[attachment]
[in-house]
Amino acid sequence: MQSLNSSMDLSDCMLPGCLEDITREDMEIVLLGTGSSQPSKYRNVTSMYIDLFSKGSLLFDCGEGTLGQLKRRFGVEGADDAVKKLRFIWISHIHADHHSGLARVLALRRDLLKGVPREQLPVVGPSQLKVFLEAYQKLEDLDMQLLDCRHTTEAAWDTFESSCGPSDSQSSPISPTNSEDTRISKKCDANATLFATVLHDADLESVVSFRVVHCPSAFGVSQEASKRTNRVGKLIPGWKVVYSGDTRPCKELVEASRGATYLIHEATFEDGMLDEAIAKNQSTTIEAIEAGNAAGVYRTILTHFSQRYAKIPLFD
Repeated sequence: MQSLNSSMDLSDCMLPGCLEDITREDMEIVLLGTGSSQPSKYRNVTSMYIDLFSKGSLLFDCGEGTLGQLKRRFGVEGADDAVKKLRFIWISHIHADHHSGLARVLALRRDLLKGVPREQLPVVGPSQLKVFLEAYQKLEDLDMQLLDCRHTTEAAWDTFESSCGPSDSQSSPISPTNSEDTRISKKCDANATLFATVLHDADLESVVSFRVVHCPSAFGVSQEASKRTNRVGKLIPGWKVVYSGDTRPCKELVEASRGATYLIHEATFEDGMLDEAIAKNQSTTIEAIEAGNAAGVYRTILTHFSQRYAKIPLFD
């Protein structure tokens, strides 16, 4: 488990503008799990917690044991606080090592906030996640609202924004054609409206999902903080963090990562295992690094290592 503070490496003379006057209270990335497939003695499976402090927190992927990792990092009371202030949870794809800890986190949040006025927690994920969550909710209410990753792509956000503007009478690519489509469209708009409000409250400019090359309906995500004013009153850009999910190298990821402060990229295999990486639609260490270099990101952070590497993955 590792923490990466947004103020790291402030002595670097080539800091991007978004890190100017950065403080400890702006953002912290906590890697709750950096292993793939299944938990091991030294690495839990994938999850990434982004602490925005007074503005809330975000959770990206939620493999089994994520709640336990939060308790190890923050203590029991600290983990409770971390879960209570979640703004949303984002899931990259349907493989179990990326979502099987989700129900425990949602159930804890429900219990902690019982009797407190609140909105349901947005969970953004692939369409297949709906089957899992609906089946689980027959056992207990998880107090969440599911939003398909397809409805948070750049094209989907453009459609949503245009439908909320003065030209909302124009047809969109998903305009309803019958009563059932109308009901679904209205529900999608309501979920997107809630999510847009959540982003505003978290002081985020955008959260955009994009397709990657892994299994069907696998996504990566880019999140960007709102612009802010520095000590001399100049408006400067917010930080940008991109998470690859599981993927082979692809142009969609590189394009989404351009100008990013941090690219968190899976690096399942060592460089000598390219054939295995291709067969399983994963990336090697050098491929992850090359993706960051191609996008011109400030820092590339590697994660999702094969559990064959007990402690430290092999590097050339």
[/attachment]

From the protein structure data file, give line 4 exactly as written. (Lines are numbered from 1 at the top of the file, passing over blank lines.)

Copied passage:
């Protein structure tokens, strides 16, 4: 488990503008799990917690044991606080090592906030996640609202924004054609409206999902903080963090990562295992690094290592 503070490496003379006057209270990335497939003695499976402090927190992927990792990092009371202030949870794809800890986190949040006025927690994920969550909710209410990753792509956000503007009478690519489509469209708009409000409250400019090359309906995500004013009153850009999910190298990821402060990229295999990486639609260490270099990101952070590497993955 590792923490990466947004103020790291402030002595670097080539800091991007978004890190100017950065403080400890702006953002912290906590890697709750950096292993793939299944938990091991030294690495839990994938999850990434982004602490925005007074503005809330975000959770990206939620493999089994994520709640336990939060308790190890923050203590029991600290983990409770971390879960209570979640703004949303984002899931990259349907493989179990990326979502099987989700129900425990949602159930804890429900219990902690019982009797407190609140909105349901947005969970953004692939369409297949709906089957899992609906089946689980027959056992207990998880107090969440599911939003398909397809409805948070750049094209989907453009459609949503245009439908909320003065030209909302124009047809969109998903305009309803019958009563059932109308009901679904209205529900999608309501979920997107809630999510847009959540982003505003978290002081985020955008959260955009994009397709990657892994299994069907696998996504990566880019999140960007709102612009802010520095000590001399100049408006400067917010930080940008991109998470690859599981993927082979692809142009969609590189394009989404351009100008990013941090690219968190899976690096399942060592460089000598390219054939295995291709067969399983994963990336090697050098491929992850090359993706960051191609996008011109400030820092590339590697994660999702094969559990064959007990402690430290092999590097050339």